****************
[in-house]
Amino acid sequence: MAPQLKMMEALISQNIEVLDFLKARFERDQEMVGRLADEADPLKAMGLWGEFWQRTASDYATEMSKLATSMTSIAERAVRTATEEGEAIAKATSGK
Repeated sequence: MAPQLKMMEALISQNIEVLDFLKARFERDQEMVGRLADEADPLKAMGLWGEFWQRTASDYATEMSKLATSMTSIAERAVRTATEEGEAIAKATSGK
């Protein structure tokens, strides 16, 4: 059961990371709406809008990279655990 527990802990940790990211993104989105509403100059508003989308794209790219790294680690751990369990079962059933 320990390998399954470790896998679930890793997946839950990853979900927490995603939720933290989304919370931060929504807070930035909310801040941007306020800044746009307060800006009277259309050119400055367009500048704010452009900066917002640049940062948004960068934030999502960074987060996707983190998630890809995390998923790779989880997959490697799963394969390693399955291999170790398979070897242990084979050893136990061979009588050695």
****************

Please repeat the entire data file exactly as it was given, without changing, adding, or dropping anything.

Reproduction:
[in-house]
Amino acid sequence: MAPQLKMMEALISQNIEVLDFLKARFERDQEMVGRLADEADPLKAMGLWGEFWQRTASDYATEMSKLATSMTSIAERAVRTATEEGEAIAKATSGK
Repeated sequence: MAPQLKMMEALISQNIEVLDFLKARFERDQEMVGRLADEADPLKAMGLWGEFWQRTASDYATEMSKLATSMTSIAERAVRTATEEGEAIAKATSGK
């Protein structure tokens, strides 16, 4: 059961990371709406809008990279655990 527990802990940790990211993104989105509403100059508003989308794209790219790294680690751990369990079962059933 320990390998399954470790896998679930890793997946839950990853979900927490995603939720933290989304919370931060929504807070930035909310801040941007306020800044746009307060800006009277259309050119400055367009500048704010452009900066917002640049940062948004960068934030999502960074987060996707983190998630890809995390998923790779989880997959490697799963394969390693399955291999170790398979070897242990084979050893136990061979009588050695």